The Third Step is to actually dry the device. You can use towels to dry the outside and exposed parts of the device. Try rotating and lightly agitating the equipment to assist in getting the water to drain out.
If possible/as much as possible, take the device apart to allow any remaining liquid to drain and to help to dry the internal workings of the device. Lightly dab interior surfaces dry as well.
In taking the device apart, make sure to remove all cables, and open any closed connectors or switches.
At this point, you can also use a duster spray to help get rid of any water that you have not been able to clear away with a cloth. We recommend using DustALL™ air duster for this phase of the water damage clean up. See product==>  here

The Fourth Step is to get rid of any additional debris and make sure that your equipment is completely dry. Using a small brush and/ swabs, clean the interior boards of any debris or deposits from the offending liquid. We recommend using SWP swabs and AB Brushes available from CAIG Labs for this cleaning. See products ==> here

Be careful when using the swabs and brushes as you do not want to inadvertently damage the equipment further by disconnecting components affixed to a printed circuit board.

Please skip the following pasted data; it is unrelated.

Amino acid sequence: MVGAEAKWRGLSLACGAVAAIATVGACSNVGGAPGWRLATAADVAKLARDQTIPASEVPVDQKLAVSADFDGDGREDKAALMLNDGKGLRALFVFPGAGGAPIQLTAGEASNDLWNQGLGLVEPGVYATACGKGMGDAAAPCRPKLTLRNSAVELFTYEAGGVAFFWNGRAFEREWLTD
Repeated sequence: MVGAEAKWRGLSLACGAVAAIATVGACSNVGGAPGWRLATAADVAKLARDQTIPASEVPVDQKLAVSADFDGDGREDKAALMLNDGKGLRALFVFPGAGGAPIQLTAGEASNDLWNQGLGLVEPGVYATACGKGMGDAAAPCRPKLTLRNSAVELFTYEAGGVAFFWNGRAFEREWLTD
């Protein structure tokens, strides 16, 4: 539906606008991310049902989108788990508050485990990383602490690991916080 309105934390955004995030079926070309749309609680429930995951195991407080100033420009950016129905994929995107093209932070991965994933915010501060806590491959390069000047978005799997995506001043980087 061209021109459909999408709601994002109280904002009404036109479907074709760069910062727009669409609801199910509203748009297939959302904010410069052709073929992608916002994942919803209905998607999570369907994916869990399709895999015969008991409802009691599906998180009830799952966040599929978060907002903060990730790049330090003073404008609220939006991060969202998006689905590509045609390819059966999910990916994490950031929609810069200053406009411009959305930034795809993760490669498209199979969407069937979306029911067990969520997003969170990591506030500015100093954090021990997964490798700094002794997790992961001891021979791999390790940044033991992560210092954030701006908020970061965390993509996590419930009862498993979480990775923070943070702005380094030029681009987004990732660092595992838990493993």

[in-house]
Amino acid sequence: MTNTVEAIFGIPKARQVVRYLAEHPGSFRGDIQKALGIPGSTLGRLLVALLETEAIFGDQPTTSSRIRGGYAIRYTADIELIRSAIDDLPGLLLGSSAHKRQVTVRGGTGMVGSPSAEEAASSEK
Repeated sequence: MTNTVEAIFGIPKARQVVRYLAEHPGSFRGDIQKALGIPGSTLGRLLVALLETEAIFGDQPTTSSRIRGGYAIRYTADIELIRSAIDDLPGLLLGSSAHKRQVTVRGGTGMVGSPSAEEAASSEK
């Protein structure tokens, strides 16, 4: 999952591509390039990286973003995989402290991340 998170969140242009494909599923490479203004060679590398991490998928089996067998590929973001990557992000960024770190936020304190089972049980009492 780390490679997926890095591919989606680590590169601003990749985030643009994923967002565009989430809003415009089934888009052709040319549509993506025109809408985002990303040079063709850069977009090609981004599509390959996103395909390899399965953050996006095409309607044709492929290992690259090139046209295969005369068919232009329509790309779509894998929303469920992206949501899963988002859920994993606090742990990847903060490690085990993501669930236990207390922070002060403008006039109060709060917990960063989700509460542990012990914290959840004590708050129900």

For those that are dealing with computers, tablets, and other electronic devices that use hard drives, data recovery may be the best and only choice. When dealing with water damage to these type of devices, it is very important to make sure that the memory, whether it is a hard drive, thumb drive, SD card, or something else, is cleaned and dried properly before attempting to recover the data.

• Once this is completed, you should feel reasonably confident that your device has been thoroughly dried. If you do not think this to be the case, repeat Steps 3 and 4 above. If you still feel that there is wetness in equipment, you can also use a hair dryer on low heat to assist in drying and/or leave your equipment sitting under a lamp overnight.